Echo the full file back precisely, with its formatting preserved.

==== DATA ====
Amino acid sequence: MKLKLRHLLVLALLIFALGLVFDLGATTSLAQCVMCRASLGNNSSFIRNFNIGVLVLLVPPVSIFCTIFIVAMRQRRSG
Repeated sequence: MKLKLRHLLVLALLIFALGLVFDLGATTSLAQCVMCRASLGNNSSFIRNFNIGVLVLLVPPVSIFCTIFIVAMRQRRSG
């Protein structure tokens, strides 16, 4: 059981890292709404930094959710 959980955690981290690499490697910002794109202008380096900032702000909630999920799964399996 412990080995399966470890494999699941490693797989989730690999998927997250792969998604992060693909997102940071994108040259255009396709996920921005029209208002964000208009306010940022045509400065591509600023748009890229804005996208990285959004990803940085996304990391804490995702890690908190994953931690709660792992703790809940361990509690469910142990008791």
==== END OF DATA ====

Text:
Amino acid sequence: MKLKLRHLLVLALLIFALGLVFDLGATTSLAQCVMCRASLGNNSSFIRNFNIGVLVLLVPPVSIFCTIFIVAMRQRRSG
Repeated sequence: MKLKLRHLLVLALLIFALGLVFDLGATTSLAQCVMCRASLGNNSSFIRNFNIGVLVLLVPPVSIFCTIFIVAMRQRRSG
């Protein structure tokens, strides 16, 4: 059981890292709404930094959710 959980955690981290690499490697910002794109202008380096900032702000909630999920799964399996 412990080995399966470890494999699941490693797989989730690999998927997250792969998604992060693909997102940071994108040259255009396709996920921005029209208002964000208009306010940022045509400065591509600023748009890229804005996208990285959004990803940085996304990391804490995702890690908190994953931690709660792992703790809940361990509690469910142990008791």